When we look at AI in the context of history, we find that we've been automating human tasks for about 250 years now and these automations have a real impact. I think that in 1750, well over 90% of the jobs in America were in farming. Today, I believe that's closer to 1.5%. So, on the one hand, automation eliminated 90% of American jobs. On the other hand, unemployment is lower now than it was then. What's going on? It turns out that every time we eliminate old jobs, new jobs emerge. Anyone could have easily predicted that the desktop computer would kill all the typesetting jobs, but nobody predicted that it would create millions of graphic design jobs. My first prediction is that AI will eliminate a lot of jobs, but will not cause a long-term employment problem.
Technology has impacted long running professions for many years. For example, being a professional musician today is very different than it was even 40 years ago. Today many musicians cannot even play a traditional instrument as those have been replaced by computers. Despite the fact that we've automated away musical instruments, we have more musicians now than we had then.
I agree that medical diagnosis will be done and done much better by AI in the future, but people still need a lot of coaching (both psychological and otherwise) when they receive a diagnosis. In addition, they need a lot of coaching on which diagnostics to do and how often so that the AI can do its thing. So, I predict that doctors won't be eliminated, but their jobs will change and they will be much more effective.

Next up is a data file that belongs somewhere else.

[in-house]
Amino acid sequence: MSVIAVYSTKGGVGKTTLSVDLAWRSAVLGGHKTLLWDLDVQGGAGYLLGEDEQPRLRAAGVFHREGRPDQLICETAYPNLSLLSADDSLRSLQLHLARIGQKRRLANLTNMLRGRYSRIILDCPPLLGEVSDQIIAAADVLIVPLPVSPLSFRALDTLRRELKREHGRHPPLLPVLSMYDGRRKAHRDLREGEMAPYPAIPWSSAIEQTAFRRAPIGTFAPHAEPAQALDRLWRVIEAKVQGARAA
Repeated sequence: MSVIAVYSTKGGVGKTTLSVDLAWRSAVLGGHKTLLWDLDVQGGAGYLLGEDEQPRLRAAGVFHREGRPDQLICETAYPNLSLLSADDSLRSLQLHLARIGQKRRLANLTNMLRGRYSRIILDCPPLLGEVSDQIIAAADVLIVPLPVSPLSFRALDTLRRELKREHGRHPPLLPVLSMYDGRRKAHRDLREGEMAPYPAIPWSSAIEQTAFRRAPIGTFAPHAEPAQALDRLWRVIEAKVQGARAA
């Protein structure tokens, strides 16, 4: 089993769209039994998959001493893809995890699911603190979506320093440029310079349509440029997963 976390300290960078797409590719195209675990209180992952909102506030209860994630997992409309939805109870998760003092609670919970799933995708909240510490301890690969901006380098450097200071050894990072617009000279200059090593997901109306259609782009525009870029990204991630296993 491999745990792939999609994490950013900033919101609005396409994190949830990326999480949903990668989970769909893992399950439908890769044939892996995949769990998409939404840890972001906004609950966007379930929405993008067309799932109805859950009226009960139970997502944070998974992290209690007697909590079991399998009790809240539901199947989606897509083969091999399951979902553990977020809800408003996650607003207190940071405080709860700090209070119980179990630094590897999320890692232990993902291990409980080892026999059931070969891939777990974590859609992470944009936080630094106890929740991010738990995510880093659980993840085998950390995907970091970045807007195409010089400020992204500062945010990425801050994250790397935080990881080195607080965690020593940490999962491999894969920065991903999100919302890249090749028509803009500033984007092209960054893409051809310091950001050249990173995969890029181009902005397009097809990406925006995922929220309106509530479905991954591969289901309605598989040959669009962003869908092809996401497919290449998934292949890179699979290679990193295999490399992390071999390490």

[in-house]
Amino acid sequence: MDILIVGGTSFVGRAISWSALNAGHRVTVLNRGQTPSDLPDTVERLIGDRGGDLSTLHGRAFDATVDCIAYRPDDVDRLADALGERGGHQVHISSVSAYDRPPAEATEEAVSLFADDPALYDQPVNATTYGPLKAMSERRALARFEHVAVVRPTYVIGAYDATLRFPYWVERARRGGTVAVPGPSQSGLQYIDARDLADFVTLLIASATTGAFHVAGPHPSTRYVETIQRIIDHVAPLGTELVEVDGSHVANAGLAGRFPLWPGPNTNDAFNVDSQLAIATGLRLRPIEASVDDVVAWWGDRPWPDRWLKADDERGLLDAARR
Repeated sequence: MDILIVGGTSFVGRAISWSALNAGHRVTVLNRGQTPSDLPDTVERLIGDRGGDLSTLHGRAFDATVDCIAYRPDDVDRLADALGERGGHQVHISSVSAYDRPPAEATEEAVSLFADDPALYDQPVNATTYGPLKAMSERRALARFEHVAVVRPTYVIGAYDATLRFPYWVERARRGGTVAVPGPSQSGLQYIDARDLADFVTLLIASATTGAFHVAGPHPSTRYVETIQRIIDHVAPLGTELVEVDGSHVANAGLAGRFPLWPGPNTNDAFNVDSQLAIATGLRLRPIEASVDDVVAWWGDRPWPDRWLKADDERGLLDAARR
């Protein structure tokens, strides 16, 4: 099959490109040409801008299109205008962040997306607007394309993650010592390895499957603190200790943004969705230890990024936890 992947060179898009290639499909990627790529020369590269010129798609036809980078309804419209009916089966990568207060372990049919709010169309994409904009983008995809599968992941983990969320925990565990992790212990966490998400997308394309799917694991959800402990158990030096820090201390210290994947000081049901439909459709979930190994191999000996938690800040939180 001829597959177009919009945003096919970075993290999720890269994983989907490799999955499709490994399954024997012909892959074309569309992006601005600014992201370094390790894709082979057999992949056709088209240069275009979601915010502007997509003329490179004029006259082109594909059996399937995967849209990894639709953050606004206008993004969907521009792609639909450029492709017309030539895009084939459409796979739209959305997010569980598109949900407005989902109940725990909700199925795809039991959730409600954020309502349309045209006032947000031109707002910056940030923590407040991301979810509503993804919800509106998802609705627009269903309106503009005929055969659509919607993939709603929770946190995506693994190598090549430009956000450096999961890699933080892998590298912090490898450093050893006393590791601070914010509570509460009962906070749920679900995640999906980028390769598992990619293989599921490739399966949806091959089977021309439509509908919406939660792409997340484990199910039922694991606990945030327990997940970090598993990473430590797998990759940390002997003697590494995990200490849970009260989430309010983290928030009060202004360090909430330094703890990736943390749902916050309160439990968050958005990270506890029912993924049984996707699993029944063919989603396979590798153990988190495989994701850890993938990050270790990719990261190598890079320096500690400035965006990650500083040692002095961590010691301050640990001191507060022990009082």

We’re sort of in a weird moment now where the fields and spheres of influence are being taken over by a revolutionary kind of political idealism, and it’s dispiriting for a person who’s interested in domain-specific excellence and who doesn’t want to play any moral crusading games or involve them in his work. Society as a whole is being reorganized around political activism, maybe as a Fukuyaman attempt to restart the war-engine of history, but this has meant that merit as a requisite for holding normal social roles has gone out the window. Examples would be Twilio recently breaking civil rights law and structuring company layoffs on the basis of race instead of ability, and the Minneapolis School District doing the same. Both acquiring and remaining in an occupation are becoming less about merit. This trend against merit as principal selection criterion has raised the question of whether the US is poised to lose its place as global hegemon to China. But personally I don’t believe that, I believe that the US will always be the greatest nation on earth. What are some justifications for belief in American exceptionalism?